Something Like Home
Titi Silvia leaves me by myself to unpack,
but it’s not like I brought a bunch of stuff.
How do you prepare for the unpreparable?
How do you fit your whole life in one bag?
And how am I supposed to trust social services
when they won’t trust me back?
Laura Rodríguez Colón has a plan: no matter what the grown-ups say, she will live with her parents again. Can you blame her? It’s tough to make friends as the new kid at school. And while staying at her aunt’s house is okay, it just isn’t the same as being in her own space.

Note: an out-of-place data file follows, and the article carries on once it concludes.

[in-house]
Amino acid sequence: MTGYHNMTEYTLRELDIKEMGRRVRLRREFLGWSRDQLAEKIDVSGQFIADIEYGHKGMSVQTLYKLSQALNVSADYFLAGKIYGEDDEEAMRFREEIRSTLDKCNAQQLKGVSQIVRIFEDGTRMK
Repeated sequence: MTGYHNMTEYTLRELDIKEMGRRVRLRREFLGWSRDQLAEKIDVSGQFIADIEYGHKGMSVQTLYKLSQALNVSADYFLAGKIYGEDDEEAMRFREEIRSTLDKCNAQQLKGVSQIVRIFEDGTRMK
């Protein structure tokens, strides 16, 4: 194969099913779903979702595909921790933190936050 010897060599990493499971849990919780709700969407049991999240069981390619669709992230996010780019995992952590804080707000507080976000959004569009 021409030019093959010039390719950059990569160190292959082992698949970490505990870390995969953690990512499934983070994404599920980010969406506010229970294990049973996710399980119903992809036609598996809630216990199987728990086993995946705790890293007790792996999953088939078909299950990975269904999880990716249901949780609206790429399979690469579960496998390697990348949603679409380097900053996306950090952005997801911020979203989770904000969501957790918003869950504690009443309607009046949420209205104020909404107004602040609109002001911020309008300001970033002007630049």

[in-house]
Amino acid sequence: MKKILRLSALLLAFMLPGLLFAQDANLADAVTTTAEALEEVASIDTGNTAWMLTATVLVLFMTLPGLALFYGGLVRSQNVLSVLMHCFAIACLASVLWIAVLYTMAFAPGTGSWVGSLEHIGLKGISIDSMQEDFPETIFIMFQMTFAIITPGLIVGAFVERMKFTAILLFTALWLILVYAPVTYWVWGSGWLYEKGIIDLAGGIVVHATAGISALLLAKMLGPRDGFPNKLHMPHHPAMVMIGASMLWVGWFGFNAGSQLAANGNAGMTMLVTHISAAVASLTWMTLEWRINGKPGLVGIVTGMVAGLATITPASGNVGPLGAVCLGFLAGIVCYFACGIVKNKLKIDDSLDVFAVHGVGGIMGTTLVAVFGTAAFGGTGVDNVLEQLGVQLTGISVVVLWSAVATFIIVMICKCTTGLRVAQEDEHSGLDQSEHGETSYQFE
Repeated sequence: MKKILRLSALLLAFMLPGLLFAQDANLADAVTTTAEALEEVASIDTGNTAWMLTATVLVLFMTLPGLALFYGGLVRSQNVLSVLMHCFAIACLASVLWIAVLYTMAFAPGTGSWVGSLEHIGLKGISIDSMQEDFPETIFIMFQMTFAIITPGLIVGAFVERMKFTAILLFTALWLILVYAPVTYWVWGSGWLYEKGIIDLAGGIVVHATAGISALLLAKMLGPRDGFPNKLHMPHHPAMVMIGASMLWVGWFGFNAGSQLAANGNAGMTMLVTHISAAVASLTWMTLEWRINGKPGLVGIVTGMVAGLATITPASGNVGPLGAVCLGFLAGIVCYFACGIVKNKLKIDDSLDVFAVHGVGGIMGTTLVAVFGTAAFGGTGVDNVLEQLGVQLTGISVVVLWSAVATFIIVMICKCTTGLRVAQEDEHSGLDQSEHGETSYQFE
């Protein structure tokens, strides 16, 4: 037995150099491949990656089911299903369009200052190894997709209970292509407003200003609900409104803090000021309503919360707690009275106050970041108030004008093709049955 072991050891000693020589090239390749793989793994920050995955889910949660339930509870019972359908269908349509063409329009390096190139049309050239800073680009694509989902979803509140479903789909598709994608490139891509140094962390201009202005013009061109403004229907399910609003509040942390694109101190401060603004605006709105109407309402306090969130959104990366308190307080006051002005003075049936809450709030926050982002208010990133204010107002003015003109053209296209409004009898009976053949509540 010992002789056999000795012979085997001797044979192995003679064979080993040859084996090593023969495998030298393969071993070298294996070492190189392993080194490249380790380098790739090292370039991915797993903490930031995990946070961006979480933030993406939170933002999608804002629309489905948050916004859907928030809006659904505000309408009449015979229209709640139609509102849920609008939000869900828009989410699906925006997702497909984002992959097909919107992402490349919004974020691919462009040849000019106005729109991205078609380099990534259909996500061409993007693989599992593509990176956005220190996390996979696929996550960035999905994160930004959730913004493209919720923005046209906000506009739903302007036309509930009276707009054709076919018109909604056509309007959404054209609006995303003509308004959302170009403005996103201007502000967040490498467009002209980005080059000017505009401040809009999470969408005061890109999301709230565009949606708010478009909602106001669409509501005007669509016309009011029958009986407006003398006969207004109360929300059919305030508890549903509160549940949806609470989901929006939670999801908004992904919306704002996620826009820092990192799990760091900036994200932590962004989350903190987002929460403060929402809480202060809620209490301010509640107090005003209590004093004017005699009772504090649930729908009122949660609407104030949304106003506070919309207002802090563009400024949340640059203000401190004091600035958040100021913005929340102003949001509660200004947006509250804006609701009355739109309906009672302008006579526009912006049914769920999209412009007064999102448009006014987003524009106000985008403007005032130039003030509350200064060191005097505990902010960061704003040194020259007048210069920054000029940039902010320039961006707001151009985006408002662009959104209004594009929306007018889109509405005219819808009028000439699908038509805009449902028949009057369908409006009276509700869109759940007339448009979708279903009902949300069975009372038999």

So when Laura finds a puppy, it seems like fate. If she can train the puppy to become a therapy dog, then maybe she’ll be allowed to visit her parents. Maybe the dog will help them get better and things will finally go back to the way they should be.
After all, how do you explain to others that you’re technically a foster kid, even though you live with your aunt? And most importantly . . . how do you explain that you’re not where you belong, and you just want to go home?